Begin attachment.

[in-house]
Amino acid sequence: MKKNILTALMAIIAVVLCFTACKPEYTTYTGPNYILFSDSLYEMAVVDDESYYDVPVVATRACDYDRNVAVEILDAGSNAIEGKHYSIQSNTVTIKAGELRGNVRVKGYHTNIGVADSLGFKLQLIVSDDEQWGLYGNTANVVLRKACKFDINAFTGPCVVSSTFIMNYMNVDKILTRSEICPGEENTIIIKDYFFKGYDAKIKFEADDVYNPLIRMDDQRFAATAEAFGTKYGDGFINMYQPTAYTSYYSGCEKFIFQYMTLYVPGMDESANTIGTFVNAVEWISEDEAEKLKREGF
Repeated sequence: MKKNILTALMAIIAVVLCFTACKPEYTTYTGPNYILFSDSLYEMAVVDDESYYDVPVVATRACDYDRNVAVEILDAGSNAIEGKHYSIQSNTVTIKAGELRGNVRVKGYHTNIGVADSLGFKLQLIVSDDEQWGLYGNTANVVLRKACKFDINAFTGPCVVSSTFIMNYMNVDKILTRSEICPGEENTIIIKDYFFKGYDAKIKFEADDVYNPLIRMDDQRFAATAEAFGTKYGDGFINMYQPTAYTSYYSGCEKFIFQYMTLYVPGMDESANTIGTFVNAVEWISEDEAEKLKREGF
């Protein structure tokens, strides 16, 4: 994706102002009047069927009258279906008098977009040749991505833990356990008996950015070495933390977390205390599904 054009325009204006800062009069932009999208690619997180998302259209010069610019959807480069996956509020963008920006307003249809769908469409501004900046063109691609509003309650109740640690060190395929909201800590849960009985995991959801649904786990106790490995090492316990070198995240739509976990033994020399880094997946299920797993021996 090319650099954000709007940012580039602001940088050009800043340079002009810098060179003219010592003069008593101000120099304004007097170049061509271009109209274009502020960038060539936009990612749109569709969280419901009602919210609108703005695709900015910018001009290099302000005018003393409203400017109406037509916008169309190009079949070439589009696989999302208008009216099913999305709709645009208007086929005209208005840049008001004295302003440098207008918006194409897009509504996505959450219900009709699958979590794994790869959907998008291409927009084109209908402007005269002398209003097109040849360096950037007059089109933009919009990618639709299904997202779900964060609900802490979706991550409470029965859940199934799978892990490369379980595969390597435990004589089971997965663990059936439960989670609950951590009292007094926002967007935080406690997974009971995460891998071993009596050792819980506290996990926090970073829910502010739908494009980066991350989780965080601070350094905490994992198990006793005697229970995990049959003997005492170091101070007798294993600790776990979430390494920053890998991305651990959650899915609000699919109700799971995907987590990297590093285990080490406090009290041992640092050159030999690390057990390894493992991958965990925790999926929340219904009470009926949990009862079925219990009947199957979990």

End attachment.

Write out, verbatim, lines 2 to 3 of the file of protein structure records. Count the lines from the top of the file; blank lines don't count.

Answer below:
Amino acid sequence: MKKNILTALMAIIAVVLCFTACKPEYTTYTGPNYILFSDSLYEMAVVDDESYYDVPVVATRACDYDRNVAVEILDAGSNAIEGKHYSIQSNTVTIKAGELRGNVRVKGYHTNIGVADSLGFKLQLIVSDDEQWGLYGNTANVVLRKACKFDINAFTGPCVVSSTFIMNYMNVDKILTRSEICPGEENTIIIKDYFFKGYDAKIKFEADDVYNPLIRMDDQRFAATAEAFGTKYGDGFINMYQPTAYTSYYSGCEKFIFQYMTLYVPGMDESANTIGTFVNAVEWISEDEAEKLKREGF
Repeated sequence: MKKNILTALMAIIAVVLCFTACKPEYTTYTGPNYILFSDSLYEMAVVDDESYYDVPVVATRACDYDRNVAVEILDAGSNAIEGKHYSIQSNTVTIKAGELRGNVRVKGYHTNIGVADSLGFKLQLIVSDDEQWGLYGNTANVVLRKACKFDINAFTGPCVVSSTFIMNYMNVDKILTRSEICPGEENTIIIKDYFFKGYDAKIKFEADDVYNPLIRMDDQRFAATAEAFGTKYGDGFINMYQPTAYTSYYSGCEKFIFQYMTLYVPGMDESANTIGTFVNAVEWISEDEAEKLKREGF